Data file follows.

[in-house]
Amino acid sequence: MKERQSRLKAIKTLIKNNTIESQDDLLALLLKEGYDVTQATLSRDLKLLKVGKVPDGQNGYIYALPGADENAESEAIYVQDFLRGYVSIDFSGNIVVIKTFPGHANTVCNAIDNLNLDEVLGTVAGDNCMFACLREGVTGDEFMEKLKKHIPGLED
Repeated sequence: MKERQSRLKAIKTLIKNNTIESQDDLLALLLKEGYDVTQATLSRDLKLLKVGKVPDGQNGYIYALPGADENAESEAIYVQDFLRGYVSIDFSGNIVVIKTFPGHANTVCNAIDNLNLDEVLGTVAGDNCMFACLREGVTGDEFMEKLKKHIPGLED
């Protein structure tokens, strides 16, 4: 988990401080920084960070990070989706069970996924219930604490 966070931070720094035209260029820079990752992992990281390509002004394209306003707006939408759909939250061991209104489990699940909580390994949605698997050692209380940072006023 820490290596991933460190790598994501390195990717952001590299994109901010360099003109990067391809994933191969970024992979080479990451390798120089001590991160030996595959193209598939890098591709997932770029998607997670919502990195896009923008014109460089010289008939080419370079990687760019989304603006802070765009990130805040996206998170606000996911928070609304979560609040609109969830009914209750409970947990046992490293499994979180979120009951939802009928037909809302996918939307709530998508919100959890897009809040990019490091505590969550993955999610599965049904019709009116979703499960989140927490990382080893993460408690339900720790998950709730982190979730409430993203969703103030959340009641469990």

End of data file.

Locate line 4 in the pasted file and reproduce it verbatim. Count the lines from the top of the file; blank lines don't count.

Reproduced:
């Protein structure tokens, strides 16, 4: 988990401080920084960070990070989706069970996924219930604490 966070931070720094035209260029820079990752992992990281390509002004394209306003707006939408759909939250061991209104489990699940909580390994949605698997050692209380940072006023 820490290596991933460190790598994501390195990717952001590299994109901010360099003109990067391809994933191969970024992979080479990451390798120089001590991160030996595959193209598939890098591709997932770029998607997670919502990195896009923008014109460089010289008939080419370079990687760019989304603006802070765009990130805040996206998170606000996911928070609304979560609040609109969830009914209750409970947990046992490293499994979180979120009951939802009928037909809302996918939307709530998508919100959890897009809040990019490091505590969550993955999610599965049904019709009116979703499960989140927490990382080893993460408690339900720790998950709730982190979730409430993203969703103030959340009641469990």